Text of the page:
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Comment: Re:The obvious solution (Score 1) 58

by bobbied (#49181991) Attached to: US Air Traffic Control System Is Riddled With Vulnerabilities

And for the most part, this is what the FAA does, or historically has done. Only recently they have started to phase out the 40 year old system that pre-dated the internet and move to IP based communications.

Also, I don't agree with your approach of just stringing up your own infrastructure for communications. IP networks can be built with LOTS of redundancy and using a couple of internet connections and routing your traffic over them can add huge redundancy gains with low cost. I think the FAA needs an "all of the above" solution, where it provides secure and redundant communications over as many different paths as they can. Nail up direct links, backup links over the internet, throw some satellites up with data link capacity, and even use direct RF links. Just don't depend on any ONE link for mission critical communications... Of course all these links need to be secure, but there are secure ways to tunnel though public channels, you just have to use them.

Comment: Re:That Die Hard movie is looking pretty accurate (Score 1) 58

by bobbied (#49181875) Attached to: US Air Traffic Control System Is Riddled With Vulnerabilities

Perhaps, but the FAA did actually manage to control physical access to that terminal fairly well.

All in all, my quick skim though the report tells me that where the FAA does have issues with security (Mostly with, network security, management of users and patches) they don't do that badly given their large size. They have similar problems to just about everybody else that has systems of similar complexity and by my estimation do better than average on just about all aspects of security. Given the "mission critical" nature of what these systems do and how complex the total system is things need to be better, but IMHO they are doing a bang up job now keeping aircraft from bouncing off each other in the sky.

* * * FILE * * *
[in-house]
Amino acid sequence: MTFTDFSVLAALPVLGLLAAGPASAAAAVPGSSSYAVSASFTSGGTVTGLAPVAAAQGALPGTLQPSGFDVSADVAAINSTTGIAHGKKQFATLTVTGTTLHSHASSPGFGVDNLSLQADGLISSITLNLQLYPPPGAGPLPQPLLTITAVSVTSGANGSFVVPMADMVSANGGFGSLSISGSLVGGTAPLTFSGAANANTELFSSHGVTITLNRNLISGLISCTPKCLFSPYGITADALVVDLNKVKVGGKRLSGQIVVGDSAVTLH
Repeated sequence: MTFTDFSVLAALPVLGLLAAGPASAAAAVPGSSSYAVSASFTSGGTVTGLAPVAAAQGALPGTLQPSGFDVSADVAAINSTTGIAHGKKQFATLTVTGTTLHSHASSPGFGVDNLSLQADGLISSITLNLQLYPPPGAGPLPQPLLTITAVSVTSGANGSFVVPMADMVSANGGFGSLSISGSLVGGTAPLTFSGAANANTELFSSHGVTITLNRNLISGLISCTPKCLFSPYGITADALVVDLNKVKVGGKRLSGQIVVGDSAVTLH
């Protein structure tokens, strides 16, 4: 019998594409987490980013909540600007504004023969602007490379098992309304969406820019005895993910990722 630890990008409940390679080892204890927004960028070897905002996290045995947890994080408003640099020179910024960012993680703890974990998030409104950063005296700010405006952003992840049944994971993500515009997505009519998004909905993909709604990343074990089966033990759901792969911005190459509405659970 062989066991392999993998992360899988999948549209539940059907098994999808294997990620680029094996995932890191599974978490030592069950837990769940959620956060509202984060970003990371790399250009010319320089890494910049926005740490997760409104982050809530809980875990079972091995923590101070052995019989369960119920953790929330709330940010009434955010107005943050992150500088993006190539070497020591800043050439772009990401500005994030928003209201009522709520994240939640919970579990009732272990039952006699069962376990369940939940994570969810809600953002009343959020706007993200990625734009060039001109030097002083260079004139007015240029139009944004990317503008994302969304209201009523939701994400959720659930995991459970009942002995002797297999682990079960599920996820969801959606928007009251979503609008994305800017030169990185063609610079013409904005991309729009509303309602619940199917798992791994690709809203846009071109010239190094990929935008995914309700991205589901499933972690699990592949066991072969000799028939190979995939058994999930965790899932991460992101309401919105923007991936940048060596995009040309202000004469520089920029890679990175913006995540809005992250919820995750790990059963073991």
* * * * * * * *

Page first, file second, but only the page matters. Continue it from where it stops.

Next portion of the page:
Comment: Re:Better get the service manual, then (Score 3, Funny) 33

And all re-assembly sections following a 5-page teardown will read "Re-assembly is the reverse of removal."

Yea, but any disassembly that starts with "Retrieve Rover and place on jack stands with the emergency break set" is going to be impossible from the get go..

Comment: Re:Bad idea (Score 0) 644

by bobbied (#49176193) Attached to: Snowden Reportedly In Talks To Return To US To Face Trial

Dude, seriously?

Snowden had voluntary access to classified information and had voluntarily signed a non-disclosure agreement. He is bound by that agreement, legally, forever. Contract law has to work that way.

As to the *rest* of your little rant... IF you are a US citizen who is overseas and actively engaged in fighting the USA and a drone strike kills you, to bad, so sad. If you are captured as a combatant on foreign soil you first get adjudicated by the military under their rules and they may or may not be required to ship you back to the states for criminal trial. But REMEMBER that if you are with the sovereign territory of the United States the military is NOT the police, and CANNOT act like law enforcement arresting people and holding them for trial.